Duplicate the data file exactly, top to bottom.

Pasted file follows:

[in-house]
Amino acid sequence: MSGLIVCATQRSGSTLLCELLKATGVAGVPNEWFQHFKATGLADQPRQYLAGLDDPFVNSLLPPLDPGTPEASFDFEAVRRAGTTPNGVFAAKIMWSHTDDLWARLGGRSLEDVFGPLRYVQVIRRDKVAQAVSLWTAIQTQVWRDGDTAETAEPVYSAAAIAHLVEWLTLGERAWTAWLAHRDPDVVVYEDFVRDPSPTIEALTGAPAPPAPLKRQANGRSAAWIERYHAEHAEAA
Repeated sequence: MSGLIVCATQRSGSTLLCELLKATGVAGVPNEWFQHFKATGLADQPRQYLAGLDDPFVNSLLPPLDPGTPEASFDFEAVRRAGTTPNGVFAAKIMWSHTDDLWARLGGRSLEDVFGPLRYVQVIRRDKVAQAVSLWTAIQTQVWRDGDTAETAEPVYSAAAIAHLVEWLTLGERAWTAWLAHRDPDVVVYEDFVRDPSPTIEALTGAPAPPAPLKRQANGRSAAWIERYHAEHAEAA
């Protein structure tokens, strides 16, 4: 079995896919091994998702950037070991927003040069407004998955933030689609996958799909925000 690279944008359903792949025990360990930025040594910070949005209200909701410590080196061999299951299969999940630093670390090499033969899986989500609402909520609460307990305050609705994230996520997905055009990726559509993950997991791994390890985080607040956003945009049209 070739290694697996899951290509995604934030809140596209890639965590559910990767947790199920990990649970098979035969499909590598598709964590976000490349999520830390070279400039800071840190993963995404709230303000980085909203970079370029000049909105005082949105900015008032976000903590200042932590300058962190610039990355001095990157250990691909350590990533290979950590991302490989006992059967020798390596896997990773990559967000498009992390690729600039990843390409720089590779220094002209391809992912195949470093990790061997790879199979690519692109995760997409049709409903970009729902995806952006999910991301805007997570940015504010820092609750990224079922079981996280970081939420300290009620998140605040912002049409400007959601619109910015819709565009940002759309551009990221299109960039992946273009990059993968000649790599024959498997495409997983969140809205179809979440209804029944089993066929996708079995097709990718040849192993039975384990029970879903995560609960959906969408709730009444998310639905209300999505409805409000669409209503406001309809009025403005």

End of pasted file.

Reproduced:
[in-house]
Amino acid sequence: MSGLIVCATQRSGSTLLCELLKATGVAGVPNEWFQHFKATGLADQPRQYLAGLDDPFVNSLLPPLDPGTPEASFDFEAVRRAGTTPNGVFAAKIMWSHTDDLWARLGGRSLEDVFGPLRYVQVIRRDKVAQAVSLWTAIQTQVWRDGDTAETAEPVYSAAAIAHLVEWLTLGERAWTAWLAHRDPDVVVYEDFVRDPSPTIEALTGAPAPPAPLKRQANGRSAAWIERYHAEHAEAA
Repeated sequence: MSGLIVCATQRSGSTLLCELLKATGVAGVPNEWFQHFKATGLADQPRQYLAGLDDPFVNSLLPPLDPGTPEASFDFEAVRRAGTTPNGVFAAKIMWSHTDDLWARLGGRSLEDVFGPLRYVQVIRRDKVAQAVSLWTAIQTQVWRDGDTAETAEPVYSAAAIAHLVEWLTLGERAWTAWLAHRDPDVVVYEDFVRDPSPTIEALTGAPAPPAPLKRQANGRSAAWIERYHAEHAEAA
């Protein structure tokens, strides 16, 4: 079995896919091994998702950037070991927003040069407004998955933030689609996958799909925000 690279944008359903792949025990360990930025040594910070949005209200909701410590080196061999299951299969999940630093670390090499033969899986989500609402909520609460307990305050609705994230996520997905055009990726559509993950997991791994390890985080607040956003945009049209 070739290694697996899951290509995604934030809140596209890639965590559910990767947790199920990990649970098979035969499909590598598709964590976000490349999520830390070279400039800071840190993963995404709230303000980085909203970079370029000049909105005082949105900015008032976000903590200042932590300058962190610039990355001095990157250990691909350590990533290979950590991302490989006992059967020798390596896997990773990559967000498009992390690729600039990843390409720089590779220094002209391809992912195949470093990790061997790879199979690519692109995760997409049709409903970009729902995806952006999910991301805007997570940015504010820092609750990224079922079981996280970081939420300290009620998140605040912002049409400007959601619109910015819709565009940002759309551009990221299109960039992946273009990059993968000649790599024959498997495409997983969140809205179809979440209804029944089993066929996708079995097709990718040849192993039975384990029970879903995560609960959906969408709730009444998310639905209300999505409805409000669409209503406001309809009025403005």